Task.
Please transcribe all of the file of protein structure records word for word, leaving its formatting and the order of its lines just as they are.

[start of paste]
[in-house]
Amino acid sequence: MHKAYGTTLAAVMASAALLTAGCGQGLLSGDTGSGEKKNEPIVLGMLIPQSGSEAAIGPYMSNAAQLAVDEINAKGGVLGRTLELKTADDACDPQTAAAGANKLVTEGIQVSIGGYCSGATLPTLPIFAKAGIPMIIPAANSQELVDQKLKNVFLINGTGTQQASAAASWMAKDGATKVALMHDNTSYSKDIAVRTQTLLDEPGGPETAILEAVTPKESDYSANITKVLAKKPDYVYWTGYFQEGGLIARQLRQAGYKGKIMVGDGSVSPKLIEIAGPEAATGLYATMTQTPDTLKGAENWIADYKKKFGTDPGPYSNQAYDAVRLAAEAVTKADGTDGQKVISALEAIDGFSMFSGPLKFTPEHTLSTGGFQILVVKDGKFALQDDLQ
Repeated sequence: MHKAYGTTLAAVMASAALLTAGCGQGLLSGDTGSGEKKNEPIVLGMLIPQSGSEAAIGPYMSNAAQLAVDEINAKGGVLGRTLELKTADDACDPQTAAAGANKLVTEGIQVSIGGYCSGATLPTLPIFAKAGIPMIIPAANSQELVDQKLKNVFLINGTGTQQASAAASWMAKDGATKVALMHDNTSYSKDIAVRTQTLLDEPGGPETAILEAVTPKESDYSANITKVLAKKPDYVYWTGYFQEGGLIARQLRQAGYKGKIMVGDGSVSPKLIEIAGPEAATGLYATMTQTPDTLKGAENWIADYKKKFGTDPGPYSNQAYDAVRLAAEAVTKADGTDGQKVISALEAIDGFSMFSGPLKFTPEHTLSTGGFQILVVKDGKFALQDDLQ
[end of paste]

[in-house]
Amino acid sequence: MHKAYGTTLAAVMASAALLTAGCGQGLLSGDTGSGEKKNEPIVLGMLIPQSGSEAAIGPYMSNAAQLAVDEINAKGGVLGRTLELKTADDACDPQTAAAGANKLVTEGIQVSIGGYCSGATLPTLPIFAKAGIPMIIPAANSQELVDQKLKNVFLINGTGTQQASAAASWMAKDGATKVALMHDNTSYSKDIAVRTQTLLDEPGGPETAILEAVTPKESDYSANITKVLAKKPDYVYWTGYFQEGGLIARQLRQAGYKGKIMVGDGSVSPKLIEIAGPEAATGLYATMTQTPDTLKGAENWIADYKKKFGTDPGPYSNQAYDAVRLAAEAVTKADGTDGQKVISALEAIDGFSMFSGPLKFTPEHTLSTGGFQILVVKDGKFALQDDLQ
Repeated sequence: MHKAYGTTLAAVMASAALLTAGCGQGLLSGDTGSGEKKNEPIVLGMLIPQSGSEAAIGPYMSNAAQLAVDEINAKGGVLGRTLELKTADDACDPQTAAAGANKLVTEGIQVSIGGYCSGATLPTLPIFAKAGIPMIIPAANSQELVDQKLKNVFLINGTGTQQASAAASWMAKDGATKVALMHDNTSYSKDIAVRTQTLLDEPGGPETAILEAVTPKESDYSANITKVLAKKPDYVYWTGYFQEGGLIARQLRQAGYKGKIMVGDGSVSPKLIEIAGPEAATGLYATMTQTPDTLKGAENWIADYKKKFGTDPGPYSNQAYDAVRLAAEAVTKADGTDGQKVISALEAIDGFSMFSGPLKFTPEHTLSTGGFQILVVKDGKFALQDDLQ